The purification stage.

Once your finished drawing the first draft of your logo, you’ll most likely have some rough areas that need tweaking.

Perhaps there are some spacing issues, maybe it isn’t as symmetrical as you were hoping, or the kerning in your lettering doesn’t feel right and that’s ok. Your first draft isn’t meant to be your final, which is why your next step is refinement.

This stage can take some time because you’re working out the precise details, defining the path as you narrow down your direction to the final concept of the logo.

Mark up

First, take a look at your first draft of the logo. Yes, the one you just finished drawing. Are you seeing all of the things you would like to change? You need to highlight those areas.

Get out your lead holder with red lead or other colored drawing tool – the colored medium allows you to easily see what you mark up. Now go to town on your first draft pointing out all of the corrections you need to make.

Don’t be afraid to go all out highlighting; no one has to see your marked-up first draft. Once you identified everything you want to change, it’s time to start making those revisions.

Second draft

Now it’s time to fix all of those areas that need refinement. This can either be done by getting out a new sheet of paper, or by using tracing paper. If your first draft has a fairly decent composition that you can use for reference, use a sheet of tracing paper to trace over your first draft. This is going to allow you to have a foundation to work from instead of starting from scratch on a new sheet of paper.

As you’re tracing, incorporate the changes you highlighted previously. You’ll find that thanks to highlighting your corrections in colored medium, you easily see what you marked up through the tracing paper.

An alternative from tracing paper, is to use a light pad. It will allow you to use a regular sheet of paper and see the drawing underneath just like you would using tracing paper. Of course, you could use tracing paper with the light pad and your first draft would be even that much easier to see.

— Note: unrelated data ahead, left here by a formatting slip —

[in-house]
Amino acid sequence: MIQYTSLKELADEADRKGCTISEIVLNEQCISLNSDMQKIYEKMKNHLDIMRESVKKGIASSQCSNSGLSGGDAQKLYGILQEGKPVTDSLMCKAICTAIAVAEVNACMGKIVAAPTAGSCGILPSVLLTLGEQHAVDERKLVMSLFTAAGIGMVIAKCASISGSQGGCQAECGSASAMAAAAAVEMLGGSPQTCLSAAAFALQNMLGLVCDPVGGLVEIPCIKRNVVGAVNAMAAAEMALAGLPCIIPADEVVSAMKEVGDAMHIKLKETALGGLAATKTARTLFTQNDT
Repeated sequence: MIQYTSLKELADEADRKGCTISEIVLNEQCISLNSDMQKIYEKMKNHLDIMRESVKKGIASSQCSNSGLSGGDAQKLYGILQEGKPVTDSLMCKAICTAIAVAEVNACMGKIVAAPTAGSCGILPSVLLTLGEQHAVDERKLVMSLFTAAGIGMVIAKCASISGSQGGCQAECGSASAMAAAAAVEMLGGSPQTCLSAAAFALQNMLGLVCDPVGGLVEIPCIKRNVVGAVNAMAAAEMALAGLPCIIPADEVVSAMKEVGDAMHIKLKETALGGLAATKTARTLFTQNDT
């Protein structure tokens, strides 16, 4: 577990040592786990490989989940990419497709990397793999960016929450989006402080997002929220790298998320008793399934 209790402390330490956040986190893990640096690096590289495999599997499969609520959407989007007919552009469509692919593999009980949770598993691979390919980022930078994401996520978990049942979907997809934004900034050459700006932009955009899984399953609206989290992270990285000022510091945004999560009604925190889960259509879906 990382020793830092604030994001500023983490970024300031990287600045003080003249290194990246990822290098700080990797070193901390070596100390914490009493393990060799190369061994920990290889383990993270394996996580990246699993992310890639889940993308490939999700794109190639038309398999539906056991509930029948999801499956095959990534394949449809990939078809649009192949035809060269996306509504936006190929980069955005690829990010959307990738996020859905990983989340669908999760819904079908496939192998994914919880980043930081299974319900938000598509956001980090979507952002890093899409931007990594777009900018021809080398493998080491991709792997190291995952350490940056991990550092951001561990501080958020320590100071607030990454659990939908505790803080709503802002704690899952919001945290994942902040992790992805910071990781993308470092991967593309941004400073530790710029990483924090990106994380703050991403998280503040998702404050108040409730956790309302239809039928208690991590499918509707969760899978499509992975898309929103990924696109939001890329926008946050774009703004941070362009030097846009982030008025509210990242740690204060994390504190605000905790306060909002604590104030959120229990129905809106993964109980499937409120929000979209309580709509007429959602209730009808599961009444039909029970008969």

If your first draft doesn’t provide you with a good base to work from, you may wish to start on a fresh sheet of paper. That’s perfectly fine. You’ll just have to start from scratch instead of having something to build off of.

Specific refinement

There shouldn’t be nearly as many things you want to change with your new draft compared to the first, but you might notice a few areas that you would like to tweak. For example, you might want to try a different texture or a different lettering style, or maybe it just needs some more refinement to get the perfect balance.

If there is a certain area that needs work, instead of burning your time drawing the whole logo over and over again, focus on the specific area you want to refine. Use your tracing paper and only draw out the part that you need to improve.

When you finally come to a solution, you can stack it over the sheet that has your whole logo drawn out and with a fresh sheet of paper, you can trace the entire logo with all of the desired pieces.


If you’re going to focus on a specific area without drawing the whole logo again, you’re going to need to have a way to align it with the sheets that have the rest of the drawing. The easiest (and quickest) way is to stack and align every sheet to a specific corner.

For example, as you’re drawing on separate sheets of paper, make every sheet that you stack on top of another align with the ones below it by its top left corner.

Once you have all of the pieces drawn out, you can easily stack the sheets aligning them by their top left corner and you will be able to see the logo in its entirety allowing you to trace with ease.

Final Draft

Once you finally have a complete version of your logo drawn out where you feel comfortable with the placement of every shape, letter, and the composition is solid, use your liner pens to go over the pencil to darken up your drawing. By doing this, you increase the contrast between your drawing and the paper so it’s easy for you to trace on the computer.

Now you’re ready to move on to the next step: vectorization, which I will cover in the next post.

Do you find the refinement stage time consuming or do you enjoy the iterative process?
Let me know below. I’m curious how you feel about it.

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